Obesity and the cost of food

As Jane Galt and Brad DeLong noted some time ago, the secular collapse in the ratio of food prices to wages is among the best measures of the growth of human well-being. But a shorter-run set of trends is less encouraging.

According to a study by R.S. Strauss published in American Family Physician in 1999 (and cited by Aaron Lopata and Fred Kim, two master’s students in my program, in a paper on community strategies for obesity prevention), the prices of such unhealthy foods as soft drinks have been falling in real-dollar terms over the past two decades, while the prices of fresh fruits and vegetables are up (again adjusted for inflation) by between a third and a half. This sounds like bad news to me. I wonder what the causes are.

The obvious guess is that fresh produce is more labor-intensive than processed food, and is benefiting less from technological advance. But the enormous spread in prices between supermarkets and big retail produce markets is really quite staggering; red bell peppers that cost $3/lb. at Ralph’s or Von’s are 69 cents a pound at the Farmer’s Ranch Market; a head of red leaf lettuce costs me $1.29 at the supermarket and 49 cents at the Farmer’s Ranch, and so on and on, with the average difference being something like a factor of three.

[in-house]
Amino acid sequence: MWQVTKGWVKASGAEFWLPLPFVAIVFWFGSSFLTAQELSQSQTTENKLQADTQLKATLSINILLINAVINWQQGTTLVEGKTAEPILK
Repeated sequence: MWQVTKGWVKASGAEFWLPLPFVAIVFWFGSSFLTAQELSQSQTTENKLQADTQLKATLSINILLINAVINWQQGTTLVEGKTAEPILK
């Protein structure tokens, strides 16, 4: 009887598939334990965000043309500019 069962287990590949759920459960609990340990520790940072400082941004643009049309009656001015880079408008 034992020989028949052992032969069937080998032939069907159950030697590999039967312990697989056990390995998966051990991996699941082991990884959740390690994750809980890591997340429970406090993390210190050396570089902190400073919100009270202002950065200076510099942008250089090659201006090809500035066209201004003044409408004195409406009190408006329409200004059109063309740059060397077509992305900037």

Anyone who actually understands what’s going on is invited to tell me, and so is anyone with any ideas about what to do about it.

Author: Mark Kleiman

Professor of Public Policy at the NYU Marron Institute for Urban Management and editor of the Journal of Drug Policy Analysis. Teaches about the methods of policy analysis about drug abuse control and crime control policy, working out the implications of two principles: that swift and certain sanctions don't have to be severe to be effective, and that well-designed threats usually don't have to be carried out. Books: Drugs and Drug Policy: What Everyone Needs to Know (with Jonathan Caulkins and Angela Hawken) When Brute Force Fails: How to Have Less Crime and Less Punishment (Princeton, 2009; named one of the "books of the year" by The Economist Against Excess: Drug Policy for Results (Basic, 1993) Marijuana: Costs of Abuse, Costs of Control (Greenwood, 1989) UCLA Homepage Curriculum Vitae Contact: Markarkleiman-at-gmail.com